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What is “Iranian Religion”?

Plurality of country’s spiritual practices, from prehistory to present, explored in new book by Concordia University researcher

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Montreal, February 12, 2014 – Officially, the Islamic Republic of Iran has a 99% Muslim majority. However, Christian, Jewish and Zoroastrian minorities are officially recognized, and have played important roles in Iran’s history as well as that of the world’s religions. This diversity is the theme of a new book by Concordia University scholar Richard Foltz, Religions of Iran: From Prehistory to Present.

Religions-of-Iran-303Religions of Iran is published by Oneworld publications

“Despite the fact that Iranian cultural identity has been strong for over 25 centuries, it defies any kind of simplistic definition,” says Foltz, who is the director of Concordia University’s Centre for Iranian Studies and a leading expert on the subject of Iran’s place in the history of religions. “Most of the cultures of Asia identify with Iran on some level, much as Westerners do with Greece and Rome.”

Situated at the crossroads of East and West, Iran has been at the centre of world history for the past three millennia. Religions of Iran brings to light the connections between Iranian civilization and those of Europe, the Middle East, and Asia. To many, these connections can come as a surprise.

Originating as one of the Indo-European tribes in prehistoric times, Iranians share much of their mythology with the Greeks, Romans, Norse, and Hindus. From this common past emerged the uniquely Iranian religion of Zoroastrianism, many of whose central beliefs were later adopted by Judaism, Buddhism, Christianity, and Islam.

“That sense of cosmopolitanism continues for today’s Iranians,” says Foltz, “especially for those in the educated urban classes, who demonstrate a powerful tendency toward spiritual eclecticism.” He explains that significant numbers of Iranian Muslims supplement their spiritual lives with a wide range of beliefs and practices, many of them drawn from a variety of contemporary "new age" sources.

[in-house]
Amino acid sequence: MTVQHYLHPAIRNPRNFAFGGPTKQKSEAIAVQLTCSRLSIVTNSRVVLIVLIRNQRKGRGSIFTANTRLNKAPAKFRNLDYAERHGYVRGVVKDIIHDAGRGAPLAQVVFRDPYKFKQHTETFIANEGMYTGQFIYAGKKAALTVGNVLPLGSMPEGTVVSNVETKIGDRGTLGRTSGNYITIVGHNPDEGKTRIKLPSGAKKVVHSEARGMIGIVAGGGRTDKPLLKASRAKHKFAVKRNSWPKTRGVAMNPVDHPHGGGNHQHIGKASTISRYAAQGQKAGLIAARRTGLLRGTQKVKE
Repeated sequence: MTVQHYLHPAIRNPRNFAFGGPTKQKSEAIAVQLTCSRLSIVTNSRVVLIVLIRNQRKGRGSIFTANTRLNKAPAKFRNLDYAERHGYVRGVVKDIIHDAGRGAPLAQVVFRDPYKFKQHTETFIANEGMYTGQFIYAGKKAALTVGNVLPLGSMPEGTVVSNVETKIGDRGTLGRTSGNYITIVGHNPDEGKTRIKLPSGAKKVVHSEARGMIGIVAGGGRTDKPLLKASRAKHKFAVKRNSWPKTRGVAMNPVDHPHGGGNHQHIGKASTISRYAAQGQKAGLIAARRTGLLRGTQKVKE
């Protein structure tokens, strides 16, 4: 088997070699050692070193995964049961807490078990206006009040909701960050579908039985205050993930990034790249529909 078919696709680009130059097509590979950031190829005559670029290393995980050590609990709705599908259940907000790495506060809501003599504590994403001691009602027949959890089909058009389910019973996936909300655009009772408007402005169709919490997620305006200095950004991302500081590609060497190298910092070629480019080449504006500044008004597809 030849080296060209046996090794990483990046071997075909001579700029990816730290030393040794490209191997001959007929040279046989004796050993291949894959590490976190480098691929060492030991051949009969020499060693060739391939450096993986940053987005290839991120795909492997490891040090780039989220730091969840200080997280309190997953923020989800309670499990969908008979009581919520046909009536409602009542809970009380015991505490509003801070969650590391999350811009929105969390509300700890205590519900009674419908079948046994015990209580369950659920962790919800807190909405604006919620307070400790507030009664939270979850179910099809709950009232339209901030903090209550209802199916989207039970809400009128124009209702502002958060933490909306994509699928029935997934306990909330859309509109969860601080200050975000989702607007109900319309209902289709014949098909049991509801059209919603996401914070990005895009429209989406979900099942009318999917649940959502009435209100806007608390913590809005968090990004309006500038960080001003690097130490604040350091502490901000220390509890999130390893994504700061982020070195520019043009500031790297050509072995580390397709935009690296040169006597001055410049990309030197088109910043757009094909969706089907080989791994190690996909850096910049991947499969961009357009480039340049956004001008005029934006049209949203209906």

“At the same time,” Foltz points out, “officially speaking, religion continues to be a loaded subject in Iran. The political climate is filled with contradictions and paradoxes, so that from one day to the next it can be hard to know which discussions are acceptable and which aren’t.”

Foltz, who visited Iran as recently as last month, doubts this will change any time soon. “But even so,” he notes, “given that spirituality is clearly so deeply entrenched in the Iranian psyche, it is only natural that many Iranians will continue to pursue their curiosity about the world's various faiths in a spirit of objectivity and respect. “

Foltz’s research is generating interest and sparking conversation among scholars as well as the public. Join the conversation: Religions of Iran is currently being featured by the University of Chicago Divinity School in an online forum for thought-provoking discussion on the relationship of scholarship in religion to culture and public life. This month, a number of top scholars in the field have been invited to comment on Foltz’s research in a way that "opens out" to themes, problems, and events in world cultures and contemporary life.  For more information, visit:


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